Since the tour ends early in the day you can easily head to Tangalle when you get back (about 1.5 hours away by bus). It was surprising to me that this beach was so close to Tissamaharama, yet seemed so far. One moment you are in the jungle and the next you are on the beach. This is a nice place to wind down after waking up early to explore the jungle. There are a lot of options for accommodation so no need to worry about booking ahead. The beach is walking distance from the bus station.
We found the ocean to be super rough when we went- which is why I would only recommend staying for the day. However, I’m sure that it depends on the day. Also if you walk farther along the beach eventually you can find calmer waters.
Day 9~10- Mirissa
Mirissa has calm and clean water that is great for swimming in. I used this destination as a place to relax after all the hiking and jungle trekking I had done over the last few days. There are a lot of beautiful restaurants lining the beach but if you are on a budget it’s best to avoid the beach area- you can find options for less than half of the price around town.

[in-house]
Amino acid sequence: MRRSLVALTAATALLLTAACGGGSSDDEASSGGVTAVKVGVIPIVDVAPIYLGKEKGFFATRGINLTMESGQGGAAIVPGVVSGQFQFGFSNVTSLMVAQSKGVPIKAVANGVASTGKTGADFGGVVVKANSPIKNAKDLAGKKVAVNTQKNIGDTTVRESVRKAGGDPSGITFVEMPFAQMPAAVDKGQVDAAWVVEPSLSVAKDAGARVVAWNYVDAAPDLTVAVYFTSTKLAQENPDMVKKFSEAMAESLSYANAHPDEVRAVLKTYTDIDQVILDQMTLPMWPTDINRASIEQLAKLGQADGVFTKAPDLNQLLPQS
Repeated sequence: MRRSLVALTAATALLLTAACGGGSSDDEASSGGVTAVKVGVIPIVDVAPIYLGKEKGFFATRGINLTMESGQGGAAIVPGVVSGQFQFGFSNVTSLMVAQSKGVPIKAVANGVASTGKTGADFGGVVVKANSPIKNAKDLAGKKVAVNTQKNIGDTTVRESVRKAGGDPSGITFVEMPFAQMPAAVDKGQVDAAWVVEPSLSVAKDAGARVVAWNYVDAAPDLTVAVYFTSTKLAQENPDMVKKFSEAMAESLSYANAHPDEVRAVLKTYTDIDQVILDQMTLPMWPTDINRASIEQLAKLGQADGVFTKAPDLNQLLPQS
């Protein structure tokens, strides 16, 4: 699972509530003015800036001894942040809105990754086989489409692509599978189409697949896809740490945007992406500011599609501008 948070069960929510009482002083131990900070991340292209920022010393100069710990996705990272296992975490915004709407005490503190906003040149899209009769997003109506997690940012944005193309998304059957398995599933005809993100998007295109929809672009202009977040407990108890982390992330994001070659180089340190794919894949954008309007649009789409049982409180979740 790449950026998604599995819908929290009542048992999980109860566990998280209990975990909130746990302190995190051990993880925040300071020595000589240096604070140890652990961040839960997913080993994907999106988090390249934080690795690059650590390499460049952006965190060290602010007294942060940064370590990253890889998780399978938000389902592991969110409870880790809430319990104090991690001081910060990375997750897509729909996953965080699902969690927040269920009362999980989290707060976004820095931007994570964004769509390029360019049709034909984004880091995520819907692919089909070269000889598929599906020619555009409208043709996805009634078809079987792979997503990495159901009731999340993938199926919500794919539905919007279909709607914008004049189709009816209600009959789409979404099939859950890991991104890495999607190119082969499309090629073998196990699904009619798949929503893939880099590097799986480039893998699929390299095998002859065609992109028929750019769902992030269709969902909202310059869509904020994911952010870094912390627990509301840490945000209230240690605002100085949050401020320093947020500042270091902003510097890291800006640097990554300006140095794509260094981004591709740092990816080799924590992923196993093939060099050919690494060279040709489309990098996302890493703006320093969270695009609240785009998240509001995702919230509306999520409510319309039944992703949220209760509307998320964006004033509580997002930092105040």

If you are anything like me and get restless after sitting on the beach for too long Mirissa is famous for whale watching. This is another early start at 6:30 a.m but after Adam’s Peak and the jungle safari it will seem like you’re sleeping in.
As well, you can rent bikes for about $3 for the day and ride past Weligama (next on the itinerary) and farther along until you reach a desired beach of your choice. The bike ride is fun and beautiful along the coast line and there are many places to stop for lunch or fresh fruit along the way.
Day 11~12- Welligama
Weligama is about 15 minutes by bus from Mirissa and less than $0.25 to get there. This beach is less desirable for swimming but is an awesome spot for learning to surf. Surf board rentals are about $2 an hour and you don’t have to feel intimidated surfing here because all of the real surfers are at other beaches with bigger waves.